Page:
Iran successfully launched a research rocket into outer space carrying a mouse, two turtles and worms Wednesday, but failed to put anything into orbit, two U.S. officials tell Fox News. Iran's President Mahmoud Ahmadinejad described the launch as a "very big event" and said it shows Iran can compete with the West in a battle of science and technology.
One U.S. official told Fox today’s launch failed to demonstrate any advancement in Iranian rocket or missile capabilities. One year ago, Iran managed to put its first domestically made satellite, called Omid, into orbit for 40 days before it fell back to Earth. In December, Iran tested a medium range missile at roughly 1,500 kilometers, but to date has been unable to launch anything that falls into intermediate or intercontinental category.
It's unclear whether Iran had intentions of putting either research tools or animals into orbit, but U.S. officials say the rocket and all its contents have since returned to Earth. The military and intelligence communities keeps close watch over the Iranian space program because rocket technology tends to mirror that of ballistic missiles.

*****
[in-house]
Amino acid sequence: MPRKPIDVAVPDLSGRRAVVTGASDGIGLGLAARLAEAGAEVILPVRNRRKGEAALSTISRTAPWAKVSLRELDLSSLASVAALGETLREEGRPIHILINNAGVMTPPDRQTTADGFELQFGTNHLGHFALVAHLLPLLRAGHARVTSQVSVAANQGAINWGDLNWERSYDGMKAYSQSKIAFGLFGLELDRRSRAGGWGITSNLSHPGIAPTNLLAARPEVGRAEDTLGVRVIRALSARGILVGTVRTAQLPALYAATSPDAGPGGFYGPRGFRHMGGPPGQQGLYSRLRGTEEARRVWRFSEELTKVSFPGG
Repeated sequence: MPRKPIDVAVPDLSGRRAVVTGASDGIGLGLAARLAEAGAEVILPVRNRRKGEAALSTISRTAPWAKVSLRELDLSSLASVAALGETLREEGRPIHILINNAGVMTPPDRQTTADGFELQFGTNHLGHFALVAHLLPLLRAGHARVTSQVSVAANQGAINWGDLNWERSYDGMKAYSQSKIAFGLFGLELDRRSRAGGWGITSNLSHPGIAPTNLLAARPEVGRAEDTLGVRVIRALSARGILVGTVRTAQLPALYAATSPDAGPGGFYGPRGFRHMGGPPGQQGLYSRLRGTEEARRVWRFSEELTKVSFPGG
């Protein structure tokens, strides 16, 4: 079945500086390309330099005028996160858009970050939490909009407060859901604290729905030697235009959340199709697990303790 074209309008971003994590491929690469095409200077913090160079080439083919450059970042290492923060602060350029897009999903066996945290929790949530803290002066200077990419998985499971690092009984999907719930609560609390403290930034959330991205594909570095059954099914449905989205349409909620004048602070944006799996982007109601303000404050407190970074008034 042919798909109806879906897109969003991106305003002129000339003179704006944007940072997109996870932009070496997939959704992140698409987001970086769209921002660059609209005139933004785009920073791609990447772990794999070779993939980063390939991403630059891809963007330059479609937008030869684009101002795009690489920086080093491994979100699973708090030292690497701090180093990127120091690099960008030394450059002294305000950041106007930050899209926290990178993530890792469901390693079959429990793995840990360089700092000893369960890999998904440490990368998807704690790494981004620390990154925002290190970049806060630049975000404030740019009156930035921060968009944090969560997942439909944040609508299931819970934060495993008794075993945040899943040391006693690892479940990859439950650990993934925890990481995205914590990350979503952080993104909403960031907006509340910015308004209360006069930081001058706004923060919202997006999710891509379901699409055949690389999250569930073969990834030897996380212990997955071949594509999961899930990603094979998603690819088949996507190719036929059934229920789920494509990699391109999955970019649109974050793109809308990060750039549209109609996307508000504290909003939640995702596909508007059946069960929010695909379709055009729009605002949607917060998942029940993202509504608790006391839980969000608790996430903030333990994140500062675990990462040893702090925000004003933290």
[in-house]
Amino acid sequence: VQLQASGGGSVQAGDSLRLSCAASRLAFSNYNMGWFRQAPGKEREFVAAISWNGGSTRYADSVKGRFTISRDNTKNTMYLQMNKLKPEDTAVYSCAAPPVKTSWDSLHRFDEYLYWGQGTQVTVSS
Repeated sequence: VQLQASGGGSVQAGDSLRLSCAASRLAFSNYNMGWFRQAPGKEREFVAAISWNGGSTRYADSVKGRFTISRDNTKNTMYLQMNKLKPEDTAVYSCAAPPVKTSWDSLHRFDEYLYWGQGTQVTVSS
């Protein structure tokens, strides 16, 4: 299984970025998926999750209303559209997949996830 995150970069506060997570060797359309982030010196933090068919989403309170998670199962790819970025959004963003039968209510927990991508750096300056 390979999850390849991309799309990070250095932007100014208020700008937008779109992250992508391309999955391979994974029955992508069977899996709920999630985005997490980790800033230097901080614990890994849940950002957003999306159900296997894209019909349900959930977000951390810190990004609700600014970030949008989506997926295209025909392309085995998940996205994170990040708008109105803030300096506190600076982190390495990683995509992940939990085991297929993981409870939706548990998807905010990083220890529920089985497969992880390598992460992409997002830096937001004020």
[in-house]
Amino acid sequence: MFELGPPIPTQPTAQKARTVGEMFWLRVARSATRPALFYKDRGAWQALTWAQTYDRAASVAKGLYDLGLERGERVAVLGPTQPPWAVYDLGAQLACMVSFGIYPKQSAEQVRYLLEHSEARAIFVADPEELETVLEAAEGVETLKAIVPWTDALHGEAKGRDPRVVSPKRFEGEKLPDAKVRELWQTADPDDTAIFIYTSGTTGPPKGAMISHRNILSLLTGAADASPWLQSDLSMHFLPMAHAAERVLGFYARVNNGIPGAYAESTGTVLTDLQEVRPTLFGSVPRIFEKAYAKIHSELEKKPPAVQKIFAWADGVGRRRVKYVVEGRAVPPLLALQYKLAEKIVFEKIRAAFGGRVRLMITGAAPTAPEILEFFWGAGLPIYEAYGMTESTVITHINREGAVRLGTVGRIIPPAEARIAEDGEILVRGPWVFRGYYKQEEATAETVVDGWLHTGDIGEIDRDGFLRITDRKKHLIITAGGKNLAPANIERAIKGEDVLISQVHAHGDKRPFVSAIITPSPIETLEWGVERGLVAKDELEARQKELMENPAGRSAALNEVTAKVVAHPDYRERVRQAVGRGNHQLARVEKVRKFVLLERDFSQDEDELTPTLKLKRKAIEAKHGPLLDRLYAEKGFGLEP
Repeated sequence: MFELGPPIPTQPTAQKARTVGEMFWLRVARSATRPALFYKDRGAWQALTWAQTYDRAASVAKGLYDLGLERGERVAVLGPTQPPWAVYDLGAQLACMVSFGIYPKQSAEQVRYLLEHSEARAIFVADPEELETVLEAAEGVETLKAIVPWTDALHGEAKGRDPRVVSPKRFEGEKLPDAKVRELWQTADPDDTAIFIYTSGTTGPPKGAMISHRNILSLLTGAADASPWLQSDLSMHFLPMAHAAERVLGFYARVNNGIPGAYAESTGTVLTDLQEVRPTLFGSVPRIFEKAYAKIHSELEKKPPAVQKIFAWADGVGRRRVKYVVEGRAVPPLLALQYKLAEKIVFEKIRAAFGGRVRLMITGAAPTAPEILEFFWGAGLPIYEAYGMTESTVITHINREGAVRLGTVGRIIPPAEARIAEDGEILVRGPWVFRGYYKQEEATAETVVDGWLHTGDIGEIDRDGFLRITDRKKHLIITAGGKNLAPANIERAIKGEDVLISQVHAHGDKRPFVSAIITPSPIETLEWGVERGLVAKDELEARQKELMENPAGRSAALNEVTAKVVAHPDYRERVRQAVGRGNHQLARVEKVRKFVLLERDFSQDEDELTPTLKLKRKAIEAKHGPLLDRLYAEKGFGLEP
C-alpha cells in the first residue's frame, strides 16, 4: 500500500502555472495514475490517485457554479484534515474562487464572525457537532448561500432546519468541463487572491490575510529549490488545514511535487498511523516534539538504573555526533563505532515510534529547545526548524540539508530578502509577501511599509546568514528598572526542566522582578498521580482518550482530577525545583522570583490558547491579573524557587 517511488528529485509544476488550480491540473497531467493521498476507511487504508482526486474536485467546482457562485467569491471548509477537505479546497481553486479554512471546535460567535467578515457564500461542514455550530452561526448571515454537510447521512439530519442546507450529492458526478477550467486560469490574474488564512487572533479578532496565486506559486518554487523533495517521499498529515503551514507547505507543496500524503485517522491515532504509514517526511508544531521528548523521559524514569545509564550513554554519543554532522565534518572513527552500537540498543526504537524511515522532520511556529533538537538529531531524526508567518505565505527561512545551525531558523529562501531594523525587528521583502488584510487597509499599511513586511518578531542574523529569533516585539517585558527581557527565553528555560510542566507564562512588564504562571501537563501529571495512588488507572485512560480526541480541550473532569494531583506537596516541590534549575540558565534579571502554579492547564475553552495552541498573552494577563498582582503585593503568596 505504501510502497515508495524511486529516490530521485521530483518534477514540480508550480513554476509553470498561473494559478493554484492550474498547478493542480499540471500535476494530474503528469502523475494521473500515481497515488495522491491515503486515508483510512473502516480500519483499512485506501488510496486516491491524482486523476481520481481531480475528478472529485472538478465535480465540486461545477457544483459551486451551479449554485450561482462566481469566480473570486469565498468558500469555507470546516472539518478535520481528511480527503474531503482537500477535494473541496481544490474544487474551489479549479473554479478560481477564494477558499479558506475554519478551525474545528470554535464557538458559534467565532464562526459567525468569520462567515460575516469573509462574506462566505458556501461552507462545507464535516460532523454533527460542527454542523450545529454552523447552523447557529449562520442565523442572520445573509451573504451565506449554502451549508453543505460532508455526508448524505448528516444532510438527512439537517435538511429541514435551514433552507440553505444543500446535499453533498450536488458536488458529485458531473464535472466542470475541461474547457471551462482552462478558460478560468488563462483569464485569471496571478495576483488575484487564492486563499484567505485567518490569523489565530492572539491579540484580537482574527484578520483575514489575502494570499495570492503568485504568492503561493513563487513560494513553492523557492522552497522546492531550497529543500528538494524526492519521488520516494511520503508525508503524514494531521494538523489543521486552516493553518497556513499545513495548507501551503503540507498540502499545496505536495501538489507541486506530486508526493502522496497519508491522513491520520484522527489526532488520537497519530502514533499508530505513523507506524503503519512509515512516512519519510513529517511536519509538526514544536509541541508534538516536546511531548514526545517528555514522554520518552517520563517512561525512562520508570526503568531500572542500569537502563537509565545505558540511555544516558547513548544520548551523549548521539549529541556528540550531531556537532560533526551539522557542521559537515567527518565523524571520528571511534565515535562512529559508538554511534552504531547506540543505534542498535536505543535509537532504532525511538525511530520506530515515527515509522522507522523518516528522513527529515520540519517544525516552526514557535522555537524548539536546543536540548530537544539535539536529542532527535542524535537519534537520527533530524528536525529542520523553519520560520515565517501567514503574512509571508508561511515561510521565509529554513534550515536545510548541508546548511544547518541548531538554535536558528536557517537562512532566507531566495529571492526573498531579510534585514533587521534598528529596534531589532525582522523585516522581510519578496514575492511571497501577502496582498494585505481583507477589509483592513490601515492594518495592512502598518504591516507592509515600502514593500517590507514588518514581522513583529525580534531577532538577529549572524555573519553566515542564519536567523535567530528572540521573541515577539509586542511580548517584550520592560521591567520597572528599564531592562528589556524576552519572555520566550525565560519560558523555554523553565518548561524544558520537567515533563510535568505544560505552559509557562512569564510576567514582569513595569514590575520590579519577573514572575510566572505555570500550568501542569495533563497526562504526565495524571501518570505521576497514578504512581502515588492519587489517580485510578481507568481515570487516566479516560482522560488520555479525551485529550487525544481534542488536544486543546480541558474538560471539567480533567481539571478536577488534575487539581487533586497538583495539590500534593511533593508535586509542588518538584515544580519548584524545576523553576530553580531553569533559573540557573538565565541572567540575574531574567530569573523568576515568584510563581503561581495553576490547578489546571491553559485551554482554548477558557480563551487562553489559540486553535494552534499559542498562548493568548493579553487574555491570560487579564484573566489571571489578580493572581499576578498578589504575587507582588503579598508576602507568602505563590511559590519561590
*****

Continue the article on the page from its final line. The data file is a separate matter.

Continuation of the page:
Iran's defense minister announced today the rocket is called a Kavoshgar-3, which means Explorer-3 in Farsi, and according to U.S. officials, it performed similarly to the Kavoshgar-2 Iran tested in late 2008. That rocket traveled just beyond the Earth's atmosphere into the lower ranges of outer space before returning to Earth on a parachute. Experts say an object only needs to travel roughly 100 kilometers from Earth to reach outer space.
State Department Spokesman PJ Crowley told Fox's Shepard Smith Wednesday that Iran has an aggressive missile program which "threatens countries in the region and potentially threatens Europe as well." Crowley said the U.S. has worked hard to counter threats in the region with its own missile defenses and it still struggles to understand Iran's nuclear aspirations.
Last night, President Ahmadinejad caught U.S. diplomats by surprise when he announced on state television he would accept a nuclear fuel-swap agreement overseen by the United Nations. The State Department said today that if Iran is serious about those intentions they need to talk to the IAEA to get the process started.